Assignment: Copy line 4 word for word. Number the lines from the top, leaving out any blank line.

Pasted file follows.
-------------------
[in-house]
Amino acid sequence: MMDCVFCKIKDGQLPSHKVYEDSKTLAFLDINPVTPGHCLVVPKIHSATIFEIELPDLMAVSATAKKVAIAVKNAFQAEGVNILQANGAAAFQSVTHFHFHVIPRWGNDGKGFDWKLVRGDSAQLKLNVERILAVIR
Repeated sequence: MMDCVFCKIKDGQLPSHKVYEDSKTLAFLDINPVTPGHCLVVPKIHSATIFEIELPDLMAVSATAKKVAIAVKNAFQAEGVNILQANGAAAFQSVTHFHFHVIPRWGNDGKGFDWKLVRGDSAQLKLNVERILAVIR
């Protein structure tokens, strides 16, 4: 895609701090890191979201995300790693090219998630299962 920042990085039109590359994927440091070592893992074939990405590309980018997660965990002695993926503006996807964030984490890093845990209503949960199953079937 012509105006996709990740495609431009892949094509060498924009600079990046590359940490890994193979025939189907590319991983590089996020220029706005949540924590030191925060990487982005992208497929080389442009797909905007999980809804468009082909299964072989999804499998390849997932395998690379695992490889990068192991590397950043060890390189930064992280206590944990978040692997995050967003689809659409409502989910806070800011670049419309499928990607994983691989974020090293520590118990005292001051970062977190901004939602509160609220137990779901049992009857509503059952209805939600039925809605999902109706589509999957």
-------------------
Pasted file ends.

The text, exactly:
């Protein structure tokens, strides 16, 4: 895609701090890191979201995300790693090219998630299962 920042990085039109590359994927440091070592893992074939990405590309980018997660965990002695993926503006996807964030984490890093845990209503949960199953079937 012509105006996709990740495609431009892949094509060498924009600079990046590359940490890994193979025939189907590319991983590089996020220029706005949540924590030191925060990487982005992208497929080389442009797909905007999980809804468009082909299964072989999804499998390849997932395998690379695992490889990068192991590397950043060890390189930064992280206590944990978040692997995050967003689809659409409502989910806070800011670049419309499928990607994983691989974020090293520590118990005292001051970062977190901004939602509160609220137990779901049992009857509503059952209805939600039925809605999902109706589509999957």